Patient says life became a ‘picture perfect model of disability’
Louise Haughney said the National Advocacy Service helped her to get her life back
Minister for Social Protection Joan Burton said people with disabilities should be involved in the key decisions in their lives. Photograph: Brenda Fitzsimons / The Irish Times
A woman with cerebral palsy who was left incontinent after a procedure said she was left in a “dark, distressful place”.
Louise Haughney (40), who lives in sheltered accommodation in Sligo, said her home support hours were reduced from 40 hours to 35 hours after she had a catheterisation three years ago.
Ms Haughney was one of the speakers this morning at the National Advocacy Service for people with disabilities (NAS) conference. The NAS was set up two and a half years ago to offer professional advice to disabled people.
Catheterisation is the insertion of a catheter into the bladder to drain it. It is used to help people suffering from incontinence.
Ms Haughney told the conference the procedure did not work for her and she was left in constant pain. The procedure was reversed.
“Devastatingly, because of my cerebral palsy I had lost function and it quickly became evident that my bladder spasms could not be managed without medication,” she said.
She was catheterised again but was left so low that her life became a “picture perfect medical model of disability …. I grieved the loss of my independence as bitterly as I would a much cherished loved one.”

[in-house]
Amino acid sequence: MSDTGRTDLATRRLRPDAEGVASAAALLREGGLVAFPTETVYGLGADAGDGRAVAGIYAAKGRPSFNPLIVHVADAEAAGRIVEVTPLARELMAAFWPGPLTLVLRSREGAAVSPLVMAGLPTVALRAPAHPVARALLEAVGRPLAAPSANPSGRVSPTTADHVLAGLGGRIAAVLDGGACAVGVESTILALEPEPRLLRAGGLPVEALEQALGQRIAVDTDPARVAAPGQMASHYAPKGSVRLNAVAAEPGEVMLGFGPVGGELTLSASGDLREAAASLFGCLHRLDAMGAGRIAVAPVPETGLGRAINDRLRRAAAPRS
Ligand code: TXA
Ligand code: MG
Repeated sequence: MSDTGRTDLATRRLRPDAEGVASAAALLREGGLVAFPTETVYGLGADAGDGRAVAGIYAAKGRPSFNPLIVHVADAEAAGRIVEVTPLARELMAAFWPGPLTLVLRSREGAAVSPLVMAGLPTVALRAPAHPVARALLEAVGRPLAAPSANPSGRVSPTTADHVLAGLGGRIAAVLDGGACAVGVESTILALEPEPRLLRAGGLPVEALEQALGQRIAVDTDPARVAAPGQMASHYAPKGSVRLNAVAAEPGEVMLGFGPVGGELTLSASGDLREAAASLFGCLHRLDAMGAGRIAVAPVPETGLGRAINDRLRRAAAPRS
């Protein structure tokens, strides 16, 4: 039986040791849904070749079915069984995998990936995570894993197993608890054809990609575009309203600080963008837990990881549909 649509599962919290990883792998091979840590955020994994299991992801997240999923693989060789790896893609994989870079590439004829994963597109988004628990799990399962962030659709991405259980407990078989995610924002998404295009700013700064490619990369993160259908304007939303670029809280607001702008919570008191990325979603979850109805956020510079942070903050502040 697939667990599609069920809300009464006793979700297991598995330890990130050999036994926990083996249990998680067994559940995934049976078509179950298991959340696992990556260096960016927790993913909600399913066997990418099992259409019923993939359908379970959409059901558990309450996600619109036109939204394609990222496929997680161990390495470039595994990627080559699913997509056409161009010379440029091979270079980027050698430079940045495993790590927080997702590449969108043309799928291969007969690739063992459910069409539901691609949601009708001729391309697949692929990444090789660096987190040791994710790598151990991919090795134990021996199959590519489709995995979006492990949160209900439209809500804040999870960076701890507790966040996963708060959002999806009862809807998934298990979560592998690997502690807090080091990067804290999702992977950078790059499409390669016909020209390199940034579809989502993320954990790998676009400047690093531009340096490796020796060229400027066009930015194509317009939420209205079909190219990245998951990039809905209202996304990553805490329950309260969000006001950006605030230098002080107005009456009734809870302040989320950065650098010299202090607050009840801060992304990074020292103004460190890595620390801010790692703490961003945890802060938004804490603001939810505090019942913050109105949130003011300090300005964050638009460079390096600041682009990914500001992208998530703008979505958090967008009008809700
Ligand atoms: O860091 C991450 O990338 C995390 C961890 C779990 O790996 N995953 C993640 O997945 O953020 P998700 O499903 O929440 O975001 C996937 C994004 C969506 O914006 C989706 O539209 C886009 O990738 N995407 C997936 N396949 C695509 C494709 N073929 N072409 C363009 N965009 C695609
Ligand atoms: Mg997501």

She praised the work of the NAS for helping her to challenge her medical care.
“Trying to advocate for myself and being so ill was soul-destroying. When I finally asked for the assistance of an advocate through the NAS it was actually a relief,” she said.
She told delegates that the advocate helped her to work with her hospital and get a plan from her urologist to be followed any time she is admitted.
She told the conference: “Since I started working with an advocate I have regained control of several elements of my life”.
“Gradually with the respect, dignity and unconditional positive regard for my advocate I slowly gained confidence and belief in myself and my ability again. I have a voice, I am heard and what I say matters.”
Since it was started in March 2011 the NAS has helped 1,000 people with disabilities advocate for better care.
Speaking at the conference in Dublin Castle, Minister for Social Protection Joan Burton said people with disabilities should be involved in the key decisions in their lives.
She said 40 people were now working as advocates for disabled people across the country.
“The National Advocacy Service has a key role to play in empowering people with disabilities to speak for themselves, in ensuring that they are free from discrimination and can participate fully in an equal society.”